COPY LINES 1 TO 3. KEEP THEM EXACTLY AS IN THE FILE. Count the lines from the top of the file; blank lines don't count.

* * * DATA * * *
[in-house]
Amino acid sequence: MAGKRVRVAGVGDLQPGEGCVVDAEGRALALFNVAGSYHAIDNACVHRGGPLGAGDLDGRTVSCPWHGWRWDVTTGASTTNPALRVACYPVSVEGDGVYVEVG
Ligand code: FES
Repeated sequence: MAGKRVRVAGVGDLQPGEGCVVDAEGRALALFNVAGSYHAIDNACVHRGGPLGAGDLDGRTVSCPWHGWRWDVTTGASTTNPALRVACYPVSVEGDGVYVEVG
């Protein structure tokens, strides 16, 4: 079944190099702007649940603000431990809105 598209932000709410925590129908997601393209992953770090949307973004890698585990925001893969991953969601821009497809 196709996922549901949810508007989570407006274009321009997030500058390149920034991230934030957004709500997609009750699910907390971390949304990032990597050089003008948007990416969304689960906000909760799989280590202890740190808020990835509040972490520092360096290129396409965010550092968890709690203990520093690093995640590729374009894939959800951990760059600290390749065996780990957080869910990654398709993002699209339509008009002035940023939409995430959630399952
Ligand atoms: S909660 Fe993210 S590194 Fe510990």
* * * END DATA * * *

[in-house]
Amino acid sequence: MAGKRVRVAGVGDLQPGEGCVVDAEGRALALFNVAGSYHAIDNACVHRGGPLGAGDLDGRTVSCPWHGWRWDVTTGASTTNPALRVACYPVSVEGDGVYVEVG
Ligand code: FES